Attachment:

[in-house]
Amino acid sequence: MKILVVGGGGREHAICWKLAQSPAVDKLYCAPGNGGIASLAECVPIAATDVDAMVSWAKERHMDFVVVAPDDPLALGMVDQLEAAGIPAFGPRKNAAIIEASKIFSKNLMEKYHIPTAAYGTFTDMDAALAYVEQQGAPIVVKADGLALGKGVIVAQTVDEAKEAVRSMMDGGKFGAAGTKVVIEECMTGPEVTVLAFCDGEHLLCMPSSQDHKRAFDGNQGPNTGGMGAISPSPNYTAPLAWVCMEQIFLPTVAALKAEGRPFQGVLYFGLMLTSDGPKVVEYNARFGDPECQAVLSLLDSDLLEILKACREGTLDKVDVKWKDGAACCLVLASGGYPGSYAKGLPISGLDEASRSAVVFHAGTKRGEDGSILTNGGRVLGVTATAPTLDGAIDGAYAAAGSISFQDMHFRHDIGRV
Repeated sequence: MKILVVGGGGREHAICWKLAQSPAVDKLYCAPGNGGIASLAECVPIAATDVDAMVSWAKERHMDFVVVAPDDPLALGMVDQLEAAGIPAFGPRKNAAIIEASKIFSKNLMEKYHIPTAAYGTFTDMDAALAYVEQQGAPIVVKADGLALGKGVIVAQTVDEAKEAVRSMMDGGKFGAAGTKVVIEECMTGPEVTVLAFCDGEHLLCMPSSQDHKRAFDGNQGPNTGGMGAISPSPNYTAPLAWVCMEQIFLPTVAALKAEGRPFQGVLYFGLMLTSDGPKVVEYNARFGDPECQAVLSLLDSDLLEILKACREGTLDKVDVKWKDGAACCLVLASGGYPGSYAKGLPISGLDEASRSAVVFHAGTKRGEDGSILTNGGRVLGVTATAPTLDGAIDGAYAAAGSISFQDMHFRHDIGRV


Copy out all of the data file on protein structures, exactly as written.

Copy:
[in-house]
Amino acid sequence: MKILVVGGGGREHAICWKLAQSPAVDKLYCAPGNGGIASLAECVPIAATDVDAMVSWAKERHMDFVVVAPDDPLALGMVDQLEAAGIPAFGPRKNAAIIEASKIFSKNLMEKYHIPTAAYGTFTDMDAALAYVEQQGAPIVVKADGLALGKGVIVAQTVDEAKEAVRSMMDGGKFGAAGTKVVIEECMTGPEVTVLAFCDGEHLLCMPSSQDHKRAFDGNQGPNTGGMGAISPSPNYTAPLAWVCMEQIFLPTVAALKAEGRPFQGVLYFGLMLTSDGPKVVEYNARFGDPECQAVLSLLDSDLLEILKACREGTLDKVDVKWKDGAACCLVLASGGYPGSYAKGLPISGLDEASRSAVVFHAGTKRGEDGSILTNGGRVLGVTATAPTLDGAIDGAYAAAGSISFQDMHFRHDIGRV
Repeated sequence: MKILVVGGGGREHAICWKLAQSPAVDKLYCAPGNGGIASLAECVPIAATDVDAMVSWAKERHMDFVVVAPDDPLALGMVDQLEAAGIPAFGPRKNAAIIEASKIFSKNLMEKYHIPTAAYGTFTDMDAALAYVEQQGAPIVVKADGLALGKGVIVAQTVDEAKEAVRSMMDGGKFGAAGTKVVIEECMTGPEVTVLAFCDGEHLLCMPSSQDHKRAFDGNQGPNTGGMGAISPSPNYTAPLAWVCMEQIFLPTVAALKAEGRPFQGVLYFGLMLTSDGPKVVEYNARFGDPECQAVLSLLDSDLLEILKACREGTLDKVDVKWKDGAACCLVLASGGYPGSYAKGLPISGLDEASRSAVVFHAGTKRGEDGSILTNGGRVLGVTATAPTLDGAIDGAYAAAGSISFQDMHFRHDIGRV